RACINE — Typically, a tax increment district or TID is created in an area needing new development, whether residential, industrial or commercial, as an avenue for raising funds to incentivize new construction.
But Mayor Cory Mason stated that in doing research for the two new TIDs the City of Racine is proposing creating, he found that TIDs were initially created to fund rehabilitation and stabilization of residential neighborhoods.
Instead of spurring new development, funds from the two new proposed TIDs would be made available for voluntary residential home improvement loans, investing in infrastructure and growing the tax base in those neighborhoods.
How does this work?
TID No. 22 is located on the city’s north side, bordered by the lake to the east, roughly the corner or Rapids Drive and Northwestern Avenue to the west, Melvin Avenue to the north and Rapids Drive and Goold Street to the south.
The other, TID No. 23, is on the city’s south side and is bordered by 12th Street to the north, DeKoven Avenue to the south, the lake to the east and Center Street to the west.
When a TID is established, the city sets the base value of the area. As property values go up, that money could be set aside and used for specific projects in the area.
In this case, the base value would be set with what values were at the beginning of 2019 and the increment that could be invested would include property assessment increase in the TID area that occurred this year. Throughout the city the increase was roughly 8%.
According to draft project plans for the TIDs, $14.7 million in TID No. 22 and $4.48 million in TID No. 23 would be available to the residents of those TIDs as loans or grants to fund home repairs, similar to the Rebuild Racine program which was launched last spring.
Rebuild Racine is funded by the $680,000 the city received once TID 8 closed in 2018. Mason classified the program as an “enormous success” but is only funded for one year.
In designing TIDs 22 and 23, Mason said the city was looking for neighborhoods that are, “in distress, but with healthy enough increments to sustain a project like this.”
Over 50% percent of the properties within those districts were classified as average condition or less. In TID 22, approximately 69% of the properties were average or less condition; In TID 23, it was approximately 64%.
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Similar to Rebuild Racine, city spokesperson Shannon Powell said the loans or grants will be available to owner occupied homes, not rental properties.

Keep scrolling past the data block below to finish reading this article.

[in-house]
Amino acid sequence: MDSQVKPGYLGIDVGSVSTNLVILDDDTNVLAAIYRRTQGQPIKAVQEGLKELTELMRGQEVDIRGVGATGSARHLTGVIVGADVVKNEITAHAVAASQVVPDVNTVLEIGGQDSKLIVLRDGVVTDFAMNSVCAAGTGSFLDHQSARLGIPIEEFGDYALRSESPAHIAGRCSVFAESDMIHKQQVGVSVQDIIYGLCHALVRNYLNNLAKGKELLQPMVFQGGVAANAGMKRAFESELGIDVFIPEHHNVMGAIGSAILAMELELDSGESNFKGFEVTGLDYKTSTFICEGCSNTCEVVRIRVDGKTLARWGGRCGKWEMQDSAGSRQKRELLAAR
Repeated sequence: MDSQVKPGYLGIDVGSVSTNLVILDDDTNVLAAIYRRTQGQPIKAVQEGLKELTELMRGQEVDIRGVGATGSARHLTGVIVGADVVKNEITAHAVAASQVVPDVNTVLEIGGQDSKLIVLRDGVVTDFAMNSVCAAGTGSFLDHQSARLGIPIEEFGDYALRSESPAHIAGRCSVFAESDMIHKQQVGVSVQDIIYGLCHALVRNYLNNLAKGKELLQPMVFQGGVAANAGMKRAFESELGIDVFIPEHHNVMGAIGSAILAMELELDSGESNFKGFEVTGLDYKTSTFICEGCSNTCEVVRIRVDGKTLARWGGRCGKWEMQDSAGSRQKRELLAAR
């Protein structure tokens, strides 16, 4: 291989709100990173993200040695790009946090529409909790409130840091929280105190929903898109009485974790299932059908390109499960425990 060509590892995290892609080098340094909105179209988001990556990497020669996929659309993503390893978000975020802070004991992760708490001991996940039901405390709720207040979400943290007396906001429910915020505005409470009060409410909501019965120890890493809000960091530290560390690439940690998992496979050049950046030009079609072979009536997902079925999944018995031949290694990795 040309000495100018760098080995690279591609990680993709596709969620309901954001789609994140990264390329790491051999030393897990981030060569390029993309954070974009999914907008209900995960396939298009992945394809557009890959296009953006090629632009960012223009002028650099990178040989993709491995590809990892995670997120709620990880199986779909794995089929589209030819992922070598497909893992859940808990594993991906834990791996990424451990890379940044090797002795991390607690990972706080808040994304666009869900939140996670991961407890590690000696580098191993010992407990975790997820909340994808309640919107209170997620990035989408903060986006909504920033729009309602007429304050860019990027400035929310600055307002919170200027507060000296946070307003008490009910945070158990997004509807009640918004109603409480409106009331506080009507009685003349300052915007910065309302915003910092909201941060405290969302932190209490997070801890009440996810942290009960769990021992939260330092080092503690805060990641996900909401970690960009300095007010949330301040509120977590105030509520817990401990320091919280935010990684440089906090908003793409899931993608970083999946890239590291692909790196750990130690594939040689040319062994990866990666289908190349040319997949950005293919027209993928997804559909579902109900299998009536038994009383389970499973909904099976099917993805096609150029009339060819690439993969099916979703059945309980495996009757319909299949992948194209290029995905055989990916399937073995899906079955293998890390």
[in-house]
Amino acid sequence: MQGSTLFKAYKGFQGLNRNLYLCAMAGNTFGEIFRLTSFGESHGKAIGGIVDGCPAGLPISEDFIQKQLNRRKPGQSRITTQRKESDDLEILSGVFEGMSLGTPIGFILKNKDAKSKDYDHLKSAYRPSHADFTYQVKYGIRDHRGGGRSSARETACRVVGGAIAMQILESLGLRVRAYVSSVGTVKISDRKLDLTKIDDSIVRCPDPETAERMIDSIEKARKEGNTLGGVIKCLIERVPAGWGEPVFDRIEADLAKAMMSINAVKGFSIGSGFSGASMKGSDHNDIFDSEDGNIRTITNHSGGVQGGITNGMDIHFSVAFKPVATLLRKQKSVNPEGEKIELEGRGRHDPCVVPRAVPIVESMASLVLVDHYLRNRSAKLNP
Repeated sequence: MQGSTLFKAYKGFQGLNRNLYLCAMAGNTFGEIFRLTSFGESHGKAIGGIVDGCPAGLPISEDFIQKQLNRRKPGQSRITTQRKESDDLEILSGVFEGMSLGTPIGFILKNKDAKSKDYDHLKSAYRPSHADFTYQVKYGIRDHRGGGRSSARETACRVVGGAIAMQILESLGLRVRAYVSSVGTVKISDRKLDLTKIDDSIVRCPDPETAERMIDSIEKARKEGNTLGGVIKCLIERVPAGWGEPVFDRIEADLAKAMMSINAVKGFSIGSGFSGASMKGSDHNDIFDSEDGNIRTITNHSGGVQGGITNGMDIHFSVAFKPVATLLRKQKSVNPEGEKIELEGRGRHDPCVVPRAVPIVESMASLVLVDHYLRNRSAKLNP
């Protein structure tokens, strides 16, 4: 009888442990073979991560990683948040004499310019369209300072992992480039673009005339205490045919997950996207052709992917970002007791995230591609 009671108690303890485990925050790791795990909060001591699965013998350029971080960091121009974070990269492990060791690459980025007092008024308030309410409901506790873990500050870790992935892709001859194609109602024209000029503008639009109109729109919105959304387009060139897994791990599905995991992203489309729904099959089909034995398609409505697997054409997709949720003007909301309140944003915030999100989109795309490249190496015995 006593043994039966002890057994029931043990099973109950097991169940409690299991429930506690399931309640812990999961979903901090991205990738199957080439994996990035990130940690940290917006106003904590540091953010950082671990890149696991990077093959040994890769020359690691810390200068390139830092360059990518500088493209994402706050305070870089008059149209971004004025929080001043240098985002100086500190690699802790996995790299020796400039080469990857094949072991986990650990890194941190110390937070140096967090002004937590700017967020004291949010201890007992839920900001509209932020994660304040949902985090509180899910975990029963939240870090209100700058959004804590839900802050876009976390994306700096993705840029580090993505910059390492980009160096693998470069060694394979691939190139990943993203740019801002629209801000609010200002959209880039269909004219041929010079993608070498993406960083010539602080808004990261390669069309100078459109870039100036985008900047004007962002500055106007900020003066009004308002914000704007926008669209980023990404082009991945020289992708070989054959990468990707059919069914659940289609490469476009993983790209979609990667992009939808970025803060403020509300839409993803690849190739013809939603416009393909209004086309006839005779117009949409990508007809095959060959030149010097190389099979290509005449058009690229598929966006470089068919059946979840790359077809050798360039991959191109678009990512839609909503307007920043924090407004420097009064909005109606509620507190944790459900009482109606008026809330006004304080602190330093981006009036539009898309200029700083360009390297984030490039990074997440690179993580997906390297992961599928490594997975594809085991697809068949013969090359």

Another $4.9 million in TID 22 and $1.49 million in TID 23 would be available for infrastructure projects, such as roadway resurfacing, curb and gutter repair, stormwater and sanitary sewer upgrades and more.
An additional $1 million in TID 22 and $650,000 in TID 23 will go toward administration of the TID.
Alderman Sandy Weidner of the 6th District, said she wasn’t consulted in drawing the boundaries for the TID and is concerned that the area of her district that is included in the district does not require the services the TID would provide.
“My concern for my portion of the 6th district is that they’re going to paying but they’re not going to be receiving,” said Weidner. “This is a real re-distribution of wealth.”
Weidner said there are neighborhoods in her district that could benefit from a home repair grant or loan but she’s unsure if a TID is even the best approach for funding such a program.
On Monday, the city formed a Joint Review Board for the formation of the new TIDs. A public hearing was also held at a special Plan Commission Meeting held on Monday.
According to the timeline given on the proposal, the city hopes to bring the proposed TIDs before the City Council at its meeting scheduled for 7 p.m. on Sept. 30, City Hall, Room 205.
After the City Council, the Joint Board of Review’s second meeting regarding the proposed TIDs is scheduled for 4 p.m. on Oct. 7.
Some have expressed concern that the TID would divert money away from city operations that could otherwise be used for health care. But Powell said that is not how a TID works.
“Under the levy limits imposed at the state level, the state does not allow the City to capture increases in assessed value for purposes of increasing the levy. The only way to increase the levy is through net new construction (meaning new development, outside of a TID) and we do not have significant net new construction happening at this point to make a significant impact to the levy,” Powell explained.
“The TID allows us capture the increment within the border of TID to use for very specific things as outlined in the TID plan ... We are banned from using the increment generated in a TID for general government operating expenses, unrelated to the planning or development of tax increment district.”
He said: “In short, there is not a way to use the increase in home values for operating expenses, such as health care.”